Kyoshi Herbert Wong began studying with O'Sensei in the early 60's. At that time, he had already earned his Nidan from Sensei Walter Todd in Kanken Toyama's Shudokan Karate-Do and had been competing nationally and internationally (along with substantial backgrounds in kung fu, judo, and aikido, as well). Kanken Toyama had written a letter of introduction to Choshin Chibana for Kyoshi Wong to study with him in Okinawa; however, because of the slowness of international mail by boat at the time, he had personally selected O'Sensei Shimabukuro's Moromi Headquarters Dojo instead based upon his observation of the way he taught and the quality of students practicing with him.

O'Sensei had many famous student's that he trained.  The famous Joe Lewis trained with O'Sensei in 1964-65. Sensei Herbert Wong was there when Mr. Lewis first signed up with O'Sensei, and he was on the board of examiners along with O'Sensei when Mr. Lewis tested for his green belt (along with O'Sensei and others) in 1964. Wong Sensei was also on Mr. Lewis' examination board for his brown and his black belts, as well.

Kyoshi Wong also noted that O'Sensei had his 10th Dan and Shibucho issued by Kanken Toyama. O'Sensei's Shibucho Certificate in Okinawa for the All Japan Karate-Do International League from Kanken Toyama was #25, dated 1959, and the Shibucho Certificate to Mr. Walter Todd for the United States All Japan Karate-Do International League from Kanken Toyama was #26, dated 1960.

Wong Sensei may be one of O'Sensei's longest, continuous student in studying and teaching his karate-do over a 40+ year period. His last promotion by examination by O'Sensei to 7th Dan (along with his Shihan certification) was awarded over 20 years ago.

Prior to Wong Sensei leaving Okinawa in 1965, O'Sensei had asked that he help systematize his training system and help him write a book about Okinawan Shorin-Ryu Karate-Do. When he returned to the U.S. in 1965, he was unable to get any publisher interested in a manuscript about Okinawan Shorin-Ryu Karate-Do. Japanese karate (ala Mas Oyama, Nishiyama, Nakayama, Yamaguchi, etc.) was "in" at the time (and none of the marital arts book publishers had much interest about Okinawan karate-do). Wong Sensei is primarily responsible for much of the way we teach O'Sensei's curriculum today that has been handed down to us through Hu Sensei, Scott Sensei and Christensen Sensei..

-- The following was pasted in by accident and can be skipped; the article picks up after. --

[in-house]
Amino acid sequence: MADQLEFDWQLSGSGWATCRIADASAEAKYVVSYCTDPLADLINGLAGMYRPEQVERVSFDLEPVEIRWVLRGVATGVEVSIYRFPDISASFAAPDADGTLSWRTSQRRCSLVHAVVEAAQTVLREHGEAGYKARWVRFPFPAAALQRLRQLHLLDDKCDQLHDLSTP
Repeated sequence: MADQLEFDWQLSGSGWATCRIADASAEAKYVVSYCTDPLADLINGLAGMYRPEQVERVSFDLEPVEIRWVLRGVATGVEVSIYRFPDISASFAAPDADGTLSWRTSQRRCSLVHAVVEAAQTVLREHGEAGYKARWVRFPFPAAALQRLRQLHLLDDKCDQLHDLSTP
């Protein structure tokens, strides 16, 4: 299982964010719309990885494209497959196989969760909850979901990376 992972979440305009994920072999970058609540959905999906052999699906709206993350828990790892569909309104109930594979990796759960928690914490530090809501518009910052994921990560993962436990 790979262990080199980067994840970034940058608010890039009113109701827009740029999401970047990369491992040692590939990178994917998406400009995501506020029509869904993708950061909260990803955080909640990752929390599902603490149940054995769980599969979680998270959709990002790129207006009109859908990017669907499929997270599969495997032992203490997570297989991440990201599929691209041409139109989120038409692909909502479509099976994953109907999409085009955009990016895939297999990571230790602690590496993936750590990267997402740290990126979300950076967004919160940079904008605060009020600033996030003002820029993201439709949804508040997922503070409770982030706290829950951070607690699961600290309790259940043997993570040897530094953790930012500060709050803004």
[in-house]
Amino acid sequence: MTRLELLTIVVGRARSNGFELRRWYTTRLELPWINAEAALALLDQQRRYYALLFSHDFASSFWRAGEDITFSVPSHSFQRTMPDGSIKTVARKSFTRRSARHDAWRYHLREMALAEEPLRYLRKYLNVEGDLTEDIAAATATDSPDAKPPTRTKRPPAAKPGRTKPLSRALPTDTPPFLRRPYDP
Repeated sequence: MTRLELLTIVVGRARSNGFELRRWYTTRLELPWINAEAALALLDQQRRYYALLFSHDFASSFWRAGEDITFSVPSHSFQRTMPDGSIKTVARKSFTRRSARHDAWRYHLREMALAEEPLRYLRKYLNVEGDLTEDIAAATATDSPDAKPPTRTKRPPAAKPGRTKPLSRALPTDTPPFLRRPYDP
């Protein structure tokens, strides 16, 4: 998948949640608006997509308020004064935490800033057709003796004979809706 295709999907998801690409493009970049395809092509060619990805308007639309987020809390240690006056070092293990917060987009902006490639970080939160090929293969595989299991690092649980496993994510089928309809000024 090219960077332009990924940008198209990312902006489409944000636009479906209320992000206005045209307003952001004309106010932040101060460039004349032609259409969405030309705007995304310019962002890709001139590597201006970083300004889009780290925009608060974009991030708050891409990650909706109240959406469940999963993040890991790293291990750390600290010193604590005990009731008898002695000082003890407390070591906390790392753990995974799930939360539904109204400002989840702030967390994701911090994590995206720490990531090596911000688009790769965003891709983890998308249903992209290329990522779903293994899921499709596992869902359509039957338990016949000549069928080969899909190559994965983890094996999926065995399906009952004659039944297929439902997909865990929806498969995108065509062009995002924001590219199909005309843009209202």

Many of the major dojos that are concected to O'Sensei today are part of Wong Sensei's  lineage which include the San Francisco Dojo under Andrew L. Chan (6th Dan, Shihan) and the Ann Arbor Dojo currently under Karl W. Scott, III (5th Dan, Renshi) and formerly under Gary Hu (5th Dan, Renshi) where Sensei Barbara Christensen and Sensei Ilene Smoger began their Shorin Ryu and Shudokan training.

Shorin Ryu Karate-Do and the Okinawan Karate Clubs

Gary Hu Sensei and Karl Scott III Sensei of Ann Arbor, Michigan, were introduced to Shorin Ryu karatedo through Herbert Wong Sensei, a 7th dan under Shimabukuro O'Sensei. Hu Sensei, Scott Sensei and Barbara Christensen Sensei have been primarily responsible for passing down Shorin Ryu karatedo to Smoger Sensei and our Club. Barbara Christensen, a 6th dan under Shimabukuro O'Sensei and the director of training of the Okinawan Karate Club of Ann Arbor, is Smoger Sensei's primary instructor.  Ilene Smoger, 6th dan under Shimabukuro O'Sensei and the director of training of the Okinawan Karate Club of Dallas is Elefante Sensei's primary instructor.